First off I would say that I do not wish anyone to specifically question the existence of God. I just think one should question everything, God included. If that makes you too uncomfortable or you are in a place in your life where that is not affordable then don't do it but if you can, I have found that few things unravel our conditioning more clearly than the meditative examination of all that makes us uncomfortable. More over I'm not sure that one can manifest any level of spiritual adulthood with God unless you do.

I think that a straight unthinking, unquestioning devotion will allow one a comfortable connection with God but as a reasoning, blood pumping, moving human being, I'm not sure that Gods getting much out of a relationship with the human devotee who is pretending to be a vegetable. In fact I'd call it a bit of a slap of "God's" face.

What do you think?

Your other questions are interesting but my pillow calls.

cheers
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PostSubject: Re: Stephen Batchelor   Sat May 28, 2011 10:39 am

This goes into the big discussion about "beliefs" -- what they are and how they affect our emotions, actions, life, etc. Questioning my beliefs has been a major aspect of what I consider Dharma "practice". To me, awareness and mindfulness practice goes hand in hand with inquiry, questioning everything. And of course I start with questioning the core beliefs about myself, who / what is this "I" - who am I? And then all the everyday stories that spring from this "I" who I think I am, my assumptions about myself, my insights or what I think is true, my stories about my past and future, my stories about my body, the stories about other people in my life, my stories and beliefs about the world around me.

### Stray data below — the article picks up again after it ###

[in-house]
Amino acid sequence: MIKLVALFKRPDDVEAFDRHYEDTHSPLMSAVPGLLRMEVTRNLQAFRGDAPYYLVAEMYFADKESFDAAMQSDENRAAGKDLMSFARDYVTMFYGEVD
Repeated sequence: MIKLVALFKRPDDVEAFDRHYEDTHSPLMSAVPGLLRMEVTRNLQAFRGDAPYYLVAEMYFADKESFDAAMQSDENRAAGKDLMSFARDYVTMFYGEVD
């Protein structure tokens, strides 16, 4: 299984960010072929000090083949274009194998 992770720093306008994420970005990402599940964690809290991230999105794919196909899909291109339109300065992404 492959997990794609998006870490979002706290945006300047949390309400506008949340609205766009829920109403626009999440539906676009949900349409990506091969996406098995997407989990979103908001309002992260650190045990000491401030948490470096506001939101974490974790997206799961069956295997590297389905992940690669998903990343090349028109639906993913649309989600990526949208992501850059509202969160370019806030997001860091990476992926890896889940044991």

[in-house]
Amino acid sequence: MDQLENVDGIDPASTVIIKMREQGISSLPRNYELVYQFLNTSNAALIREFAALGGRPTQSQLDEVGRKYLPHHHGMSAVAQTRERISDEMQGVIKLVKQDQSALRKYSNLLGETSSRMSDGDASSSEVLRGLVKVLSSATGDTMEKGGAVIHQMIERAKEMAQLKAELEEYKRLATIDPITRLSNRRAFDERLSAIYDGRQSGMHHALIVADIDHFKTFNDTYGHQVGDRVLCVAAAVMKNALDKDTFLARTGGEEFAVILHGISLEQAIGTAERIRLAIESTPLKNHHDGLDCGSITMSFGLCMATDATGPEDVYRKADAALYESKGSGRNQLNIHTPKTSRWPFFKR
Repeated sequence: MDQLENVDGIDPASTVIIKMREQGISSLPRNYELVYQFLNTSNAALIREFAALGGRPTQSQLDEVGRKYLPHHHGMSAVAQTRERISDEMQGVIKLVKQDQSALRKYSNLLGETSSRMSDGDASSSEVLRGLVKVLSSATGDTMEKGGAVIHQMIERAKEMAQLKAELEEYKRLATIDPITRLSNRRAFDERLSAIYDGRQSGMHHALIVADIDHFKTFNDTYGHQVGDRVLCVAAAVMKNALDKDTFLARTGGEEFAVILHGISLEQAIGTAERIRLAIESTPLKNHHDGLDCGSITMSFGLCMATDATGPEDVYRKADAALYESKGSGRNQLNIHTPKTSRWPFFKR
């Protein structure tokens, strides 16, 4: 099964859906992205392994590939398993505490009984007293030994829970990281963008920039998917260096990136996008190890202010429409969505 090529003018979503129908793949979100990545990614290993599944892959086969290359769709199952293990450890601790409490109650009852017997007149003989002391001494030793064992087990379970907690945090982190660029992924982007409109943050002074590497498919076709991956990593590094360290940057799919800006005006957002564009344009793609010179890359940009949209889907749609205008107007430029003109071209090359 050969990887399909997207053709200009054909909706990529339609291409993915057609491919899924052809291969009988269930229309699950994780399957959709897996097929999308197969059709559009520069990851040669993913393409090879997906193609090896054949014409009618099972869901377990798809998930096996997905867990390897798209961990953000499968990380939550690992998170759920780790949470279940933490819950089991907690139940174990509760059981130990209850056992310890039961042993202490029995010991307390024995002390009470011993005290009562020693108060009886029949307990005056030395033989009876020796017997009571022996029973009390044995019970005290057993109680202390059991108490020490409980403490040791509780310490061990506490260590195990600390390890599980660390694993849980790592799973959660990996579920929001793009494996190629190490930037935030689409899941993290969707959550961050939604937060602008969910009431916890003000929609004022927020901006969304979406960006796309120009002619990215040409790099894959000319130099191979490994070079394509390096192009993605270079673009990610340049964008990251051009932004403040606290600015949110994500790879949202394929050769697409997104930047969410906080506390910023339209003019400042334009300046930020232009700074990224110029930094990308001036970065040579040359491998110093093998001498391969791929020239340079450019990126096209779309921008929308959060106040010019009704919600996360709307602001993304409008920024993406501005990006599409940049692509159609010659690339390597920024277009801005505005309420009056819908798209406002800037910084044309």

My friend Byron Katie has this system called "The Work" in which you ask four basic questions - challenging stressful thoughts, stories in your life, judgments about other people, and frankly, all beliefs you hold. I find these four questions constantly useful. Her inquiry process can be very in-depth and fairly ruthless but it should always be done with a kind outlook towards yourself and others. Thoughts are not the problem - but when we believe our thoughts, then they become part of our inner "religion" - belief systems and create a kind of mental bubble that prevent us from seeing clearly.

Her four questions:

Is it true?
Can you absolutely know that it is true?
How do you react / live when you believe that thought?
Who would you be without that thought / story?

For many years, I have used the first question a lot in my life. In all kinds of ways. That question may seem simple, but actually it can be a radical eye opener. I had many thoughts / stories in my life that i just assumed were "true" and I never challenged them, never asked the question - is it really true?